Feature: Pet pampering prospers in Brazil despite weak economy

Source: Xinhua| 2017-08-04 12:14:56|Editor: Yurou Liang
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RIO DE JANEIRO, Aug. 3 (Xinhua) -- Amid Brazil's worst economic recession, there is one industry that has continued to thrive despite a clear cutback in consumer spending: products to pamper your pet.

In Rio de Janeiro's cosmopolitan Copacabana district, a former ice cream shop now serves up gourmet sandwiches, lamb or rabbit entrees, sweets, and even beer and wine. But the owner's target clients are the family dog.

Padaria Pet offers products and services you would expect to find at an upscale neighborhood bakery, except that it is not for human consumption.

Ricardo Calil, the shop manager, says the business aims to take advantage of the increasing urban tendency to treat pets like any other member of the household.

In Brazil, the trend towards humanizing pets is on the rise and "there is no turning back," said Calil.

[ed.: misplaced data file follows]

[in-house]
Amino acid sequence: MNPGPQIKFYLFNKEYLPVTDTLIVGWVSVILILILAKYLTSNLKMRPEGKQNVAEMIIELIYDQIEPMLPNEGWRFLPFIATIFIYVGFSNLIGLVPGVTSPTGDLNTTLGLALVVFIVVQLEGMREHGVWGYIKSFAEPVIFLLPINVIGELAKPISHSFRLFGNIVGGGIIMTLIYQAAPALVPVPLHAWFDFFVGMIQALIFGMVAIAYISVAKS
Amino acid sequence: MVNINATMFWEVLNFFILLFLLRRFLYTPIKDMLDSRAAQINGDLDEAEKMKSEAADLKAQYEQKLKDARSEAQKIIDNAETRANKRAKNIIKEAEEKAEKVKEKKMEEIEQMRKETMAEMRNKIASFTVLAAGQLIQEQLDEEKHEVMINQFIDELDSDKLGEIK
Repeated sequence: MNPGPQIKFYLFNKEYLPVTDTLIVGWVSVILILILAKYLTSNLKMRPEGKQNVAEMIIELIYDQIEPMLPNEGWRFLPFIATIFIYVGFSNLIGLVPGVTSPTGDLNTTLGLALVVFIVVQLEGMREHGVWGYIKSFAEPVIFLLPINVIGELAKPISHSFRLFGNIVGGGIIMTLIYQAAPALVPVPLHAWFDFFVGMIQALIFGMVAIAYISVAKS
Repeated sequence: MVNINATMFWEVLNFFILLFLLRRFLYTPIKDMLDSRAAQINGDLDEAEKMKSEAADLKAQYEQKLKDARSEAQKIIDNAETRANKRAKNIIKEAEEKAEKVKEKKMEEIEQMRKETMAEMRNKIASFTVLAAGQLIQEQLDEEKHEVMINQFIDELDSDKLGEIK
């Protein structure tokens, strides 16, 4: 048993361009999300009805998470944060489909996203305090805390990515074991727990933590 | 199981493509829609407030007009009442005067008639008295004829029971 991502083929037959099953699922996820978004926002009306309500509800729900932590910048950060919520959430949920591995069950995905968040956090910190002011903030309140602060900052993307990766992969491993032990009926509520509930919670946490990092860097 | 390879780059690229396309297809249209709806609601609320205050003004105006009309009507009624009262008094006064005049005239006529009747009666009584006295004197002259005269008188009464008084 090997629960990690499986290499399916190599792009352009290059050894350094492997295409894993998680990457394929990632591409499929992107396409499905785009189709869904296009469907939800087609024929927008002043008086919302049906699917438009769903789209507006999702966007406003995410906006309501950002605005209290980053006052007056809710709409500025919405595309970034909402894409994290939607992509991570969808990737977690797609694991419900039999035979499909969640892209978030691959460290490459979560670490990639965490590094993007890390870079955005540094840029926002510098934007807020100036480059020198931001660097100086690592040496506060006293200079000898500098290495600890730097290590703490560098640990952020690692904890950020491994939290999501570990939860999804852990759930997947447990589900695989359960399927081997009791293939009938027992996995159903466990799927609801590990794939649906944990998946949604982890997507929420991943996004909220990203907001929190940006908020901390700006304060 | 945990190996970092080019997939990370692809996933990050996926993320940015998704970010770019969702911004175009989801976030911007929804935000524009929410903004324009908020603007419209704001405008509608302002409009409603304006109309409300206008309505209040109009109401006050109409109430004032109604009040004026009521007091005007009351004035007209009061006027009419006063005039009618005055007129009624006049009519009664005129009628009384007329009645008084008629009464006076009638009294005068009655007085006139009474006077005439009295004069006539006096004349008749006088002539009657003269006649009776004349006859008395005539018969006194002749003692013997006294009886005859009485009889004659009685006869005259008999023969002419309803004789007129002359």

In addition, in a weak economy, opening a garden-variety eatery or other run-of-the-mill business is too risky, he added.

"The traditional (business) model is beginning to stagnate. That's why those who innovate have a much greater chance of getting ahead and seeing greater growth than average," said Calil.

Pet grooming has also evolved, offering canines services once reserved only for the most pampered of people.

Veterinary and grooming shop Fisioanimal still provides baths and haircuts, but has expanded its menu of services to include physiotherapy, acupuncture and ozone treatments, with prices ranging from 95 reals (30 U.S. dollars) to 2,500 reals (800 U.S. dollars).

While the number of customers in those shops has fallen off due to the economic crunch, their dedicated clients are spending more than ever, as earnings show. The shop has seen a 130-percent increase in billing over the past three years.

Jose Eduardo Galvao de Franca, the president of Abinpet, an association of pet product manufacturers, said these businesses discovered a niche market whose demands have long gone unmet, explaining their robust growth.